It’s a cruel rite of passage that most new parents experience during their first year on the job. Having escaped the trial with my first, I was put to the test with my second child.

At around midnight, I heard my 10-month-old daughter crying in a way that told me she was not just turning over or wanting an extra cuddle. Something sounded wrong and sure enough, she was burning up. I promptly went to the medicine cabinet, took out the infant Tylenol and gave her the dose listed on the bottle.  By 4:00am her temperature was rising again. So back to the medicine cabinet I went. As I rocked her, I noticed her eyes staring up at the ceiling – looking at something that I was sure was not there. I will never forget that stare. Just then, those little eyes rolled back, her lips turned blue and her body shook. And then she stopped breathing.

I’m not sure how long it lasted but by the time the paramedics arrived she was breathing fine. When I saw my doctor the next day, she explained that my daughter had had a febrile convulsion caused by how quickly her temperature had risen.  After discussing what I had done to try to bring my daughter’s fever down, we discovered that I had probably underdosed her.

Rather than dosing my daughter according to her weight, I had used the chart on the medicine bottle that lists doses according to age.

I later learned that this is not an uncommon mistake made by many parents.

Why do so many parents not give their children enough fever-reducing medicine? Studies  suggest a couple of reasons, including the one that got me – package labelling that gives the dose by age and not by weight.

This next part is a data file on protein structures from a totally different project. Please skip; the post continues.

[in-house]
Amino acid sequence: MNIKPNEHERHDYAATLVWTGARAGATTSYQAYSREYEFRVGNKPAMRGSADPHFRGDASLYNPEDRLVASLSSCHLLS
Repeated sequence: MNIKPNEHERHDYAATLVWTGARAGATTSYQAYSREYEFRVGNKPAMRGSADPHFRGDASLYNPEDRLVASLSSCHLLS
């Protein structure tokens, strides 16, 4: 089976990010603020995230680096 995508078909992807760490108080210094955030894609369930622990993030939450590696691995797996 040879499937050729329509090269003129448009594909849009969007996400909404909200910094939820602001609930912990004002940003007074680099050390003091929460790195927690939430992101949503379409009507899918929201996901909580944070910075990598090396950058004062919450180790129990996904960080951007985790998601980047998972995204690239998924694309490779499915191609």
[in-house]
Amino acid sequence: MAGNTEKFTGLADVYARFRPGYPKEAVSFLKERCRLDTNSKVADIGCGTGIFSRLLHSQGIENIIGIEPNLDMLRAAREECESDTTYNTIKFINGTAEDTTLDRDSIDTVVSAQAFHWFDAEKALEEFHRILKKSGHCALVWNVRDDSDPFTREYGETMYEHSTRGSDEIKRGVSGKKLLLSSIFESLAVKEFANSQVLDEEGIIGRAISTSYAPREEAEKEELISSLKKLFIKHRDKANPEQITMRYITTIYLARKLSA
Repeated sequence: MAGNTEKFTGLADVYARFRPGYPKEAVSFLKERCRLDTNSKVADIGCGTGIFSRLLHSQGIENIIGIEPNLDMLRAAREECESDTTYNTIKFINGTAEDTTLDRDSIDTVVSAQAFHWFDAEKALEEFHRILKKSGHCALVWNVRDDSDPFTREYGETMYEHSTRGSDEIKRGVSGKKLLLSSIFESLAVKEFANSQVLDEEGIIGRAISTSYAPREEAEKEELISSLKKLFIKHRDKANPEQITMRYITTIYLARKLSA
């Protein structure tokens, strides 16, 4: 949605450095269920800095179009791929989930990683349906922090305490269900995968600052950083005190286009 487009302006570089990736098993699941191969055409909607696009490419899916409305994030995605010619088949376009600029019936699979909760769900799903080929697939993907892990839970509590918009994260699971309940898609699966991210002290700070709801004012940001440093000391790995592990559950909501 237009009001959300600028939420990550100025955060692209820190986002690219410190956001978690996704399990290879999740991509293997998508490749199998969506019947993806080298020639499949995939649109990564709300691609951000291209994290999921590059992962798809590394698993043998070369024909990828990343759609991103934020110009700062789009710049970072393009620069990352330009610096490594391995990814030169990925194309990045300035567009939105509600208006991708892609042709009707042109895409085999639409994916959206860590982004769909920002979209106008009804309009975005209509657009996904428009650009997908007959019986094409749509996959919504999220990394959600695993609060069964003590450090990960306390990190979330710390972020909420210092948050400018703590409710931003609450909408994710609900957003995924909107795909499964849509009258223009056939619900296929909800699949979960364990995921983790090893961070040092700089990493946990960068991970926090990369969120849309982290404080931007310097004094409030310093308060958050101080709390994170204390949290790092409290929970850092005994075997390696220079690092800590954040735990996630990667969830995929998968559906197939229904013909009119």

When I reached for the Tylenol that night, I should have referred to the small paper insert inside the box that lists doses by individual weight. I would bet however, that in most households, once the medicine bottle goes into the medicine cabinet both the box and that insert go into the trash.

Pharmaceutical companies should be required to print the dose by weight on the outside of the bottle and the outside of the box. A parent who is trying to sooth a feverish baby in the middle of the night can’t be expected to have the frame of mind to dig out that little piece of paper (assuming he or she kept it) that lists dose by weight.

Parents also need to be warned at pre-natal classes, during their time in hospital after delivery, and by their doctors not to dose their baby according to her or his age.

Like so many other health care dilemmas, what is at stake is absolutely priceless. What is remarkable about this particular problem, however, is that it can be easily solved.

Mihad Fahmy

Mihad Fahmy is a London Ontario mother of three. She practices human rights and labour law and is always on the lookout for the perfect novel to escape into at the end of a busy day.

No Words.
The Ultimate Reliance
Have Mercy on Your Husband
Peace in Prayer
About Mahaez
  • Hagar

    Oh my goodness! My heart went out to you when I read what happened. That must have been a terrifying moment.

    Here in the US, the dosages for age and weight are printed on the bottle and the box. It’s very odd to me that a company would choose to chart age/dose instead of weight/dose on the bottle. You’re right. That needs to be changed. In that case, I would be overdosing my daughter since she’s much smaller than your average five year old.

  • mountaineermama